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Come to Lethe's wavy shore,
Tell them they shall mourn no more.
Thine their hearts, their altars thine ;
Must they, Dian — must they pine ?

For though the bowl's the grave of sadness,
Ne'er let it be the birth of madness.
No, banish from our board to-night
The revelries of rude delight;
To Scythians leave these wild excesses,
Ours be the joy that soothes and blesses !
And while the temperate bowl we wreathe,
In concert let our voices breathe,
Beguiling every hour along
With harmony of soul and song.



To Love, the soft and blooming child,
I touch the harp in descant wild ;
To Love, the babe of Cyprian bowers,
The boy, who breathes and blushes flowers ;
To Love, for heaven and earth adore him,
And gods and mortals bow before him!

LIKE some wanton filly sporting,
Maid of Thrace, thou fly'st my courting.
Wanton filly! tell me why
Thou trip’st away, with scornful eye,
And seem'st to think my doating heart
Is novice in the bridling art ?
Believe me, girl, it is not so ;
Thou'lt find this skilful hand can throw
The reins around that tender form,
However wild, however warm.
Yes — trust me I can tame thy force,
And turn and wind thee in the course.
Though, wasting now thy careless hours,
Thou sport amid the herbs and flowers,
Soon shalt thou feel the rein's control,
And tremble at the wish'd-for goal !



Haste thee, nymph, whose well-aim'd spear
Wounds the fleeting mountain-deer !
Dian, Jove's immortal child,
Huntress of the savage wild !
Goddess with the sun-bright hair!
Listen to a people's prayer.
Turn, to Lethe's river turn,
There thy vanquish'd people mourn! 3

To thee, the Queen of nymphs divine,
Fairest of all that fairest shine ;
To thee, who rul'st with darts of fire
This world of mortals, young Desire !

1 " This fragment is preserved in Clemens Alexandrinus, conjectures) on the occasion of some battle, in which the Strom. lib. vi. and in Arsenius, Collect. Græc."- Barnes. Magnesians had been defeated. It appears to have been the opening of a hymn in praise of

4 This ode, which is addressed to some Thracian girl, Love.

exists in Heraclides, and has been imitated very frequently 2 This hymn to Diana is extant in Hephæstion. There is by Horace, as all the annotators have remarked. Madame an anecdote of our poet, which has led some to doubt whether Dacier rejects the allegory, which runs so obviously through he ever wrote any odes of this kind. It is related by the the poem, and supposes it to have been addressed to a young Scholiast upon Pindar (Isthmionic. od. ii. v. l. as cited by mare belonging to Polycrates. Barnes) that Anacreon being asked, why he addressed all his Pierius, in the fourth book of his Hieroglyphics, cites this hymns to women, and none to the deities? answered, “Be- ode, and informs us that the horse was the hieroglyphical cause women are my deities."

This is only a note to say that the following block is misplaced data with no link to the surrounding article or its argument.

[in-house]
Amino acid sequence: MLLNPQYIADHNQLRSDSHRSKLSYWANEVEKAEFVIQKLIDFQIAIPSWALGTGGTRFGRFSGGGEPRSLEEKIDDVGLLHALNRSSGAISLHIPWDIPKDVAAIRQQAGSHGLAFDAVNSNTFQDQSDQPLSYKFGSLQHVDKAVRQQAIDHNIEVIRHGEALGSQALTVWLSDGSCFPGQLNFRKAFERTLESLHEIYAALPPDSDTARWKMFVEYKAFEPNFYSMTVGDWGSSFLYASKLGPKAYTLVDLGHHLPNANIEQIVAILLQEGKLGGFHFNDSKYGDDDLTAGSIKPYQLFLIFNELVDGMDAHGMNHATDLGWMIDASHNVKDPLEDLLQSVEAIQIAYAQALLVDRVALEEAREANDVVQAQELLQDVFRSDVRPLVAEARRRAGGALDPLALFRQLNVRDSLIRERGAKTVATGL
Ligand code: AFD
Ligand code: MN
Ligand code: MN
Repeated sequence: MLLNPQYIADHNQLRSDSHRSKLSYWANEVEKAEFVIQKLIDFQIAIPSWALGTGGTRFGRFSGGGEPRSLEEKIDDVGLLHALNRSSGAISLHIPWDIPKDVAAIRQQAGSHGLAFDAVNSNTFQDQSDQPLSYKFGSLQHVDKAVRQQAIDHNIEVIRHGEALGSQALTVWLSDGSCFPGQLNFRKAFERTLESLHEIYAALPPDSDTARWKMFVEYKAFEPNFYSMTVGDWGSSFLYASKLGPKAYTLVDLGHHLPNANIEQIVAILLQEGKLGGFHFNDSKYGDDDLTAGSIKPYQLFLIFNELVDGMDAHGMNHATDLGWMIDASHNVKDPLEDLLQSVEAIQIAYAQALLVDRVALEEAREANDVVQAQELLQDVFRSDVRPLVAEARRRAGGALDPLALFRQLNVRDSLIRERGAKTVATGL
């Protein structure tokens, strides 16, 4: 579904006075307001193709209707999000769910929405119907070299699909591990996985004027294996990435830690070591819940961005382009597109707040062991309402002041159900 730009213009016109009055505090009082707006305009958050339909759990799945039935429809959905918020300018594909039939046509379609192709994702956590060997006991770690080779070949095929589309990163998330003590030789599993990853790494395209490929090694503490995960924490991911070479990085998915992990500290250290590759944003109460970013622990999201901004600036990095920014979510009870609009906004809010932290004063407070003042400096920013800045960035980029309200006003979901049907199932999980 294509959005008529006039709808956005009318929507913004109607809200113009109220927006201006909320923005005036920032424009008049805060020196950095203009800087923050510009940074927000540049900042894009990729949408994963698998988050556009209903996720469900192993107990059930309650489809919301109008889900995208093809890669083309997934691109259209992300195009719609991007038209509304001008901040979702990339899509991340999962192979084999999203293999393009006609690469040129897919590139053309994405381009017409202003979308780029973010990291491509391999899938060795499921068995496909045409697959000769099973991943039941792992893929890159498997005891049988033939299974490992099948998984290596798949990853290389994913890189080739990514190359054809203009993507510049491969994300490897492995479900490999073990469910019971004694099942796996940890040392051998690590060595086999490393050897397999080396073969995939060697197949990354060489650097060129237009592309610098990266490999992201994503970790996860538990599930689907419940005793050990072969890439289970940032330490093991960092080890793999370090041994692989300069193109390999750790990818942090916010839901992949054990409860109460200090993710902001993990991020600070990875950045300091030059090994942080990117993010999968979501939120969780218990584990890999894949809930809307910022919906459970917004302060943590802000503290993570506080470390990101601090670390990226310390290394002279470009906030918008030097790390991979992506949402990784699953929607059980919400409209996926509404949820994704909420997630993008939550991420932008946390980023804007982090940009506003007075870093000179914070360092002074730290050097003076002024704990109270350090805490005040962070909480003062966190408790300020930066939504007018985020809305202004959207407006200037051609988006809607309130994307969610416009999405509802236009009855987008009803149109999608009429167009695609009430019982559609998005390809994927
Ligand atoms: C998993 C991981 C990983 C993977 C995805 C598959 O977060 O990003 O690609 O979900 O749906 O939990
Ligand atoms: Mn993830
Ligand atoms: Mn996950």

emblem of pride. I have assumed, it will be seen, in reporting this anecdote,

5 This ode is introduced in the Romance of Theodorus the same liberty which I have thought it right to take in

Prodromus, and is that kind of epithalamium which was sung translating some of the odes; and it were to be wished that

like a scolium at the nuptial banquet. these little infidelities were always allowable in interpreting the writings of the ancients ; thus, when nature is forgotten

Among the many works of the impassioned Sappho, of in the original, in the translation tamen usque recurret."

which time and ignorant superstition have deprived us, the

loss of her epithalamiums is not one of the least that we de3 Turn, to Lethe's river turn,

plore. The following lines are cited as a relic of one of those There thy vanquish'd people mourn!] Lethe, a river of

poems:Ionia, according to Strabo, falling into the Meander. In its neighbourhood was the city called Magnesia, in favour of

Ολβις γαμάεε. σοι μεν δη γαμος ως αραο, whose inhabitants our poet is supposed to have addressed this

Εκτιτιλιστ', εχεις οι παρθενον αν αραε. supplication to Diana. li was written (as Madame Dacier Sec Scaliger, in his Poetics, on the Epithalamium.


And oh! thou nuptial Power, to thee
Who bear’st of life the guardian key,
Breathing my soul in fervent praise,
And weaving wild my votive lays,
For thee, O Queen! I wake the lyre,
For thee, thou blushing young Desire,
And oh! for thee, thou nuptial Power,
Come, and illume this genial hour.


Rich in bliss, I proudly scorn
The wealth of Amalthea's horn;
Nor should I ask to call the throne
Of the Tartessian prince my own ;
To totter through his train of years,
The victim of declining fears.
One little hour of joy to me
Is worth a dull eternity!


Look on thy bride, too happy boy,
And while thy lambent glance of joy
Plays over all her blushing charms,
Delay not, snatch her to thine arms,
Before the lovely, trembling prey,
Like a young birdling, wing away!
Turn, Stratocles, too happy youth,
Dear to the Queen of amorous truth,
And dear to her, whose yielding zone
Will soon resign her all thine own.
Turn to Myrilla, turn thine eye,
Breathe to Myrilla, breathe thy sigh.